January is a time to celebrate our students. The matric results are out and the Department of Basic Education looks set to reach its target of a 75% pass rate by 2014. The class of 2011 hit 70.2% with 24.3% of students scoring marks good enough to get into university. In 2012, 73.9% of students collected a national senior certificate with 24.3% cutting the mustard for a life of debauchery at varsity. Let’s forget for a moment the quotes dismissing statistics (a personal favourite is from the American broadcaster Vin Scully: “Statistics are used much like a drunk uses a lamp post – for support, not illumination”). It’s January, after all.
Better we focus on the inspiring stories of sacrifice and dedication. Mmadikgetho Komane regularly worked 17-hour days in preparation for her exams. The Glen Cowie Secondary School student worked on a strict schedule but was careful to get enough sleep and watch her diet, the Sowetan reported. She studied through the holidays, sacrificing time with family and friends before becoming the country’s top matriculant for 2012.
Komane and her 2012 classmates reminded us that parts of the education system still work (especially in prisons, where they achieved a surprisingly high average). January reminds us that South Africa’s youth are not fully bound by their parents’ mistakes and hardships. They can achieve. They can both acknowledge the burdens they’ve inherited and live outside their limits.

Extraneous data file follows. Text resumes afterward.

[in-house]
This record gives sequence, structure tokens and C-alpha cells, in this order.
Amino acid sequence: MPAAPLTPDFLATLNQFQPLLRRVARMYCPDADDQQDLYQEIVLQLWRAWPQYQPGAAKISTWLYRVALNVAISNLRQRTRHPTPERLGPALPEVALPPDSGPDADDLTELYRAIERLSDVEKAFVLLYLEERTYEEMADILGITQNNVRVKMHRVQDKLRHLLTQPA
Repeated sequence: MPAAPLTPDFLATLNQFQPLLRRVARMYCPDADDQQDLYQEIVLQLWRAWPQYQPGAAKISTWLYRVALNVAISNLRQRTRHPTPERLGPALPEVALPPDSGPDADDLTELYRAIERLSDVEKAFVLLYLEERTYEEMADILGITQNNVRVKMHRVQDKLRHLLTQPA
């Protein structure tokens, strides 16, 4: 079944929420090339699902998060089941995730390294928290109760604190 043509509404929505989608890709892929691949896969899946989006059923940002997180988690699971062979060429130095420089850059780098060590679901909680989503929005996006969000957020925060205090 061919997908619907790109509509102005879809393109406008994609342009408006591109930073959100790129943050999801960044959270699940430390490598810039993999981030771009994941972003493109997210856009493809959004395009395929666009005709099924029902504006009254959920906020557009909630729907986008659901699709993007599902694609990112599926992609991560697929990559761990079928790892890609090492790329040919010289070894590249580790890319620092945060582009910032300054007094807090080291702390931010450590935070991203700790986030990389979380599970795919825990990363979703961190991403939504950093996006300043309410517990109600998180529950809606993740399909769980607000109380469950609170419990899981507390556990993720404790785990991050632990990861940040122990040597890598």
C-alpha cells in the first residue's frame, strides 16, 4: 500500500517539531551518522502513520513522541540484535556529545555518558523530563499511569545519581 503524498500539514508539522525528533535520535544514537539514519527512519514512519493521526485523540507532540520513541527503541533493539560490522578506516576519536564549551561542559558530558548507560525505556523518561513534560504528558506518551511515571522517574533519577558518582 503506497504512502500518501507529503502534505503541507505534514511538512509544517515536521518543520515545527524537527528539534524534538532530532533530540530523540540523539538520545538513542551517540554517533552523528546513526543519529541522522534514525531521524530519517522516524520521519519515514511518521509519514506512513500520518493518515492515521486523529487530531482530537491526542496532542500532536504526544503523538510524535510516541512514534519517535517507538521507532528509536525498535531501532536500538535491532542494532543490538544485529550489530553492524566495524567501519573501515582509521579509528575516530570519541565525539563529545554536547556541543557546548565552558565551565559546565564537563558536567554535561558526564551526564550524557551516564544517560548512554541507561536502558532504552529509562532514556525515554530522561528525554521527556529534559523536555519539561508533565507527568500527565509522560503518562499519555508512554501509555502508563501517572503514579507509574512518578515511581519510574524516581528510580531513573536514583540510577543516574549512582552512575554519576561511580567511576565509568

The encouraging stories aren’t limited to student efforts. After a series of court battles last year, Section27 has complimented the Department of Basic Education for “its substantial delivery of textbooks and workbooks to Limpopo schools”. It seems Minister Angie Motshekga’s team has learned its lesson from 2012 when it caused the education scandal of the year by repeatedly failing to deliver textbooks to Limpopo students.
But, alas, January only lasts 31 days (25, if we subtract the time many of us spent on holiday). Unless there is a discursive earthquake in the media and the public’s approach to education, the remainder of 2013 will feature a return to the points of crisis in an education system that sends many students into the realm of further study or work without the capabilities to cope.
The 2013 matric results already illustrate a crisis. It has been reported that the students were the first “born free” generation to graduate from high school. But with only half of the students who started Grade 1 in 2001 having made it to matric, it seems “born frees” were also born with a 50% chance of receiving a high school education.
As the year goes on, there will be a number of high-profile issues challenging the Department of Basic Education and provincial education departments to fulfill their responsibilities and tighten policies.
Section27’s Nikki Stein listed a number of issues to watch out for. Firstly, she said the organisation would continue to monitor the delivery of textbooks and workbooks in Limpopo. Delivery has improved, but is not yet complete.